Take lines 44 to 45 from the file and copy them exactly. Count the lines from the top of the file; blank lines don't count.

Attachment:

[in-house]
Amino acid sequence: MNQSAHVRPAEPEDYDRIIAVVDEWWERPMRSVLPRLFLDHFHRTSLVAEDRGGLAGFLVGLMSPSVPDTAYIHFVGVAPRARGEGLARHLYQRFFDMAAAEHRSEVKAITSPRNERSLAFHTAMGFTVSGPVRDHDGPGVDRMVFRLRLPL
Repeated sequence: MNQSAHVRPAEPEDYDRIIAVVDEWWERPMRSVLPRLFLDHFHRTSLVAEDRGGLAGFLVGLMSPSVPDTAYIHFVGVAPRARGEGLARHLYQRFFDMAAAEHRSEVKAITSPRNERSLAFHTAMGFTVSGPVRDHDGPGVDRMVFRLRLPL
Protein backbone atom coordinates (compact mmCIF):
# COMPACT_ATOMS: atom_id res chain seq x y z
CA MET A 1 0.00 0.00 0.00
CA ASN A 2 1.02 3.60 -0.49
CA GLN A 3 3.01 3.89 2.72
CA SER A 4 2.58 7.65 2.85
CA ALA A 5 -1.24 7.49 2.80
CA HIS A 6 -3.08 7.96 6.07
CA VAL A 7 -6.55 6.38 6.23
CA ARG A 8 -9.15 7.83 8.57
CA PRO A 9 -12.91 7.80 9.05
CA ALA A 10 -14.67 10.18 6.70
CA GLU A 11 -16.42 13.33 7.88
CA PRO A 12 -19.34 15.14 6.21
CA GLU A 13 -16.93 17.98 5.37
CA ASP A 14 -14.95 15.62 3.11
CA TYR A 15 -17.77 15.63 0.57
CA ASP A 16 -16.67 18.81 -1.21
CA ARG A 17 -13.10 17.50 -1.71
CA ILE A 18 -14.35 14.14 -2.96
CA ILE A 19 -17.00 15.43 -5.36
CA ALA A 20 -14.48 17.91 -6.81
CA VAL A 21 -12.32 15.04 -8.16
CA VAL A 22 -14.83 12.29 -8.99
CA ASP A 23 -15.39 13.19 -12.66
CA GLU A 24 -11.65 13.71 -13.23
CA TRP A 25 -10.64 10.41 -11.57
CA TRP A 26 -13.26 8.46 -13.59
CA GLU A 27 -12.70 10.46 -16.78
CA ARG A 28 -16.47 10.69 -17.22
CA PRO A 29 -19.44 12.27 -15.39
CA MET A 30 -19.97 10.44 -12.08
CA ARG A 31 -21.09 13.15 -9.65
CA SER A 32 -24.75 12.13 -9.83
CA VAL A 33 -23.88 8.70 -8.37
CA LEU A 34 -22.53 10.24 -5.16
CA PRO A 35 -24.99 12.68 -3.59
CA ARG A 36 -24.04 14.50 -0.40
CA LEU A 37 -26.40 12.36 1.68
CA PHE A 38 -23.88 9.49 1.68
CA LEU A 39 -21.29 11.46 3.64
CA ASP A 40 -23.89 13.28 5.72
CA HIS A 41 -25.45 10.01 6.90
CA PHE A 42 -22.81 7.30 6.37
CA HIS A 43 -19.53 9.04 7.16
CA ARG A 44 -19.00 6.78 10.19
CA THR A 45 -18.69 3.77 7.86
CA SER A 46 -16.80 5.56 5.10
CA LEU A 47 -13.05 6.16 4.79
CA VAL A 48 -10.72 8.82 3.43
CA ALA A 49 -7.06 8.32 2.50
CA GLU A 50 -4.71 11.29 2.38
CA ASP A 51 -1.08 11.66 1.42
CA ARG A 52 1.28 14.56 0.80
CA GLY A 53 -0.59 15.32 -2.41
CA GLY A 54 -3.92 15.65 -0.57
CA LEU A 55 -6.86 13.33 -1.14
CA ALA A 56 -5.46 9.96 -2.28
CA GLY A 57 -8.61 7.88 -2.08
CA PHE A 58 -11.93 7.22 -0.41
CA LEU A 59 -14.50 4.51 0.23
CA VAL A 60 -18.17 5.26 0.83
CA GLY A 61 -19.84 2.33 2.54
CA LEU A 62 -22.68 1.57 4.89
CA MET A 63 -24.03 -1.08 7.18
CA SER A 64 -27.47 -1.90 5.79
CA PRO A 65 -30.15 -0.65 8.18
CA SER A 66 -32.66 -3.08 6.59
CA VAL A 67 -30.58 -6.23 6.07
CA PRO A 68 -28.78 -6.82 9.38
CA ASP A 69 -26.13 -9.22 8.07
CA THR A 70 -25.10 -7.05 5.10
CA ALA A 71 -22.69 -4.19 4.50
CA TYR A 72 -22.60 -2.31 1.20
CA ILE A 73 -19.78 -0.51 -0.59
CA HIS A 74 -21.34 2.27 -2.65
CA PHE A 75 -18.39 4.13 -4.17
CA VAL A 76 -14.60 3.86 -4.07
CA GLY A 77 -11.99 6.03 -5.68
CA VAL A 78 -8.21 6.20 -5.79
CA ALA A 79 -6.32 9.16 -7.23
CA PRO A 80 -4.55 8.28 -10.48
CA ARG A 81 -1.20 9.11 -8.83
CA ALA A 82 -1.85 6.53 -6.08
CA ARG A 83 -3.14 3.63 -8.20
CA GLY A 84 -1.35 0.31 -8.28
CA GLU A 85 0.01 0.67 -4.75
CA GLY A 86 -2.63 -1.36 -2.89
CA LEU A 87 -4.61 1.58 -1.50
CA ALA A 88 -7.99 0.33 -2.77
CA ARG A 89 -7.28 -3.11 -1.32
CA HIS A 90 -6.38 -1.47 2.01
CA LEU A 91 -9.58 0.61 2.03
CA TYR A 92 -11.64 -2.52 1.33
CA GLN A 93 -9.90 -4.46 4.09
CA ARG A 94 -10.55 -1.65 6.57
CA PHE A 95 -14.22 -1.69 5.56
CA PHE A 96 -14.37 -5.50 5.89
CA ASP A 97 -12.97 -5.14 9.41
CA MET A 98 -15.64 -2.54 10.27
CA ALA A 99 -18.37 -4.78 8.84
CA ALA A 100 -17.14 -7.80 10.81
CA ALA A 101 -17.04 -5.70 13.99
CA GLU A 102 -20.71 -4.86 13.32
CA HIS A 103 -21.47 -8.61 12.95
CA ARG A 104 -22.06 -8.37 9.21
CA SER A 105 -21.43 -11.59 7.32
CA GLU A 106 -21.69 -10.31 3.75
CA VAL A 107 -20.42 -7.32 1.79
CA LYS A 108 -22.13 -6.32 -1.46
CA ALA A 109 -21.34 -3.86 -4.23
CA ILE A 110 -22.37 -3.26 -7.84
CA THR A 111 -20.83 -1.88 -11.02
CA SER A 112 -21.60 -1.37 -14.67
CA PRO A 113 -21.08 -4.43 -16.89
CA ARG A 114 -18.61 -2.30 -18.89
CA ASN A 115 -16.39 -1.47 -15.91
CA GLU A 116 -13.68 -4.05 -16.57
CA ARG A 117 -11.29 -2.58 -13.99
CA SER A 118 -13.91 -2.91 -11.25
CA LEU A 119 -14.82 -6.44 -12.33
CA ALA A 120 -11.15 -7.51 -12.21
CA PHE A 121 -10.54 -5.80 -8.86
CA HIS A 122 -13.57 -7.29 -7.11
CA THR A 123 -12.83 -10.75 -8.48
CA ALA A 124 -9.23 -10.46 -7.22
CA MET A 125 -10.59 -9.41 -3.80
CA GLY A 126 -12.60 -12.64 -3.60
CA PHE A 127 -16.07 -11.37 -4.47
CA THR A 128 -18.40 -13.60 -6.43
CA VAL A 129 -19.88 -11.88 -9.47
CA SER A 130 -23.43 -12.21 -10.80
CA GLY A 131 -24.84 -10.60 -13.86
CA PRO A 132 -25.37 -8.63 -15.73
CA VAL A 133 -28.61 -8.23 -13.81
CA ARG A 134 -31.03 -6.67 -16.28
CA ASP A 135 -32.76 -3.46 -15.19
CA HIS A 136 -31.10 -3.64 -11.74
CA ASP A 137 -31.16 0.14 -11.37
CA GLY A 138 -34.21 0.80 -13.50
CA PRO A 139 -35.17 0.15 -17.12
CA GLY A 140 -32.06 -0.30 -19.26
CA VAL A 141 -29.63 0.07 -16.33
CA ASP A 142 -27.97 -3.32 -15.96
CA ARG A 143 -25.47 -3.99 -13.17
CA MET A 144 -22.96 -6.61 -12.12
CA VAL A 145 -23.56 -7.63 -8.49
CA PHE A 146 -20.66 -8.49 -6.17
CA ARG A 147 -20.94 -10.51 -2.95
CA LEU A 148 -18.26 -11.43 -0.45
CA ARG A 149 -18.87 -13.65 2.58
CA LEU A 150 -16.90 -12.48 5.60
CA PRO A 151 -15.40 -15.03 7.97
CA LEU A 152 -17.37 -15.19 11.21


CA LEU A 39 -21.29 11.46 3.64
CA ASP A 40 -23.89 13.28 5.72